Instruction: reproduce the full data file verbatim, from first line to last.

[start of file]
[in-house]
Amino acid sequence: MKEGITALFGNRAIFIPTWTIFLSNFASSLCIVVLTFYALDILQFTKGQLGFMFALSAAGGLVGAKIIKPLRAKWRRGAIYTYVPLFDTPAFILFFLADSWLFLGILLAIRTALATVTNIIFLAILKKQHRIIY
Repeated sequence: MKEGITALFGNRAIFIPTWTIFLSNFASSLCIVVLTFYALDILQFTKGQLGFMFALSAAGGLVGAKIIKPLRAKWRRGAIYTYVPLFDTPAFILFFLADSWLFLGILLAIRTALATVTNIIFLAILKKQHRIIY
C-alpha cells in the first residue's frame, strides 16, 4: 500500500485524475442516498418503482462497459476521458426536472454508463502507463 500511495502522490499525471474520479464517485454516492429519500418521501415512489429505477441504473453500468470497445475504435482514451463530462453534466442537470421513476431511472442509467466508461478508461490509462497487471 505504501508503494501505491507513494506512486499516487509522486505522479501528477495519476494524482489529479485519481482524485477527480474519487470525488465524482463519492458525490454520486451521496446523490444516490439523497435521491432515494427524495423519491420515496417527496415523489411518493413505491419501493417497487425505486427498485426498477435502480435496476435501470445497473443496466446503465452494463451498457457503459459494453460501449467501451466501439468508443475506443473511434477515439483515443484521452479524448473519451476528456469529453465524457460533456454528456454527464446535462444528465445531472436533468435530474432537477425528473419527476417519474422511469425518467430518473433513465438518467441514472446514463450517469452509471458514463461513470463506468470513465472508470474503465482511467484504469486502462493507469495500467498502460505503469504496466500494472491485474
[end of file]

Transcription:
[in-house]
Amino acid sequence: MKEGITALFGNRAIFIPTWTIFLSNFASSLCIVVLTFYALDILQFTKGQLGFMFALSAAGGLVGAKIIKPLRAKWRRGAIYTYVPLFDTPAFILFFLADSWLFLGILLAIRTALATVTNIIFLAILKKQHRIIY
Repeated sequence: MKEGITALFGNRAIFIPTWTIFLSNFASSLCIVVLTFYALDILQFTKGQLGFMFALSAAGGLVGAKIIKPLRAKWRRGAIYTYVPLFDTPAFILFFLADSWLFLGILLAIRTALATVTNIIFLAILKKQHRIIY
C-alpha cells in the first residue's frame, strides 16, 4: 500500500485524475442516498418503482462497459476521458426536472454508463502507463 500511495502522490499525471474520479464517485454516492429519500418521501415512489429505477441504473453500468470497445475504435482514451463530462453534466442537470421513476431511472442509467466508461478508461490509462497487471 505504501508503494501505491507513494506512486499516487509522486505522479501528477495519476494524482489529479485519481482524485477527480474519487470525488465524482463519492458525490454520486451521496446523490444516490439523497435521491432515494427524495423519491420515496417527496415523489411518493413505491419501493417497487425505486427498485426498477435502480435496476435501470445497473443496466446503465452494463451498457457503459459494453460501449467501451466501439468508443475506443473511434477515439483515443484521452479524448473519451476528456469529453465524457460533456454528456454527464446535462444528465445531472436533468435530474432537477425528473419527476417519474422511469425518467430518473433513465438518467441514472446514463450517469452509471458514463461513470463506468470513465472508470474503465482511467484504469486502462493507469495500467498502460505503469504496466500494472491485474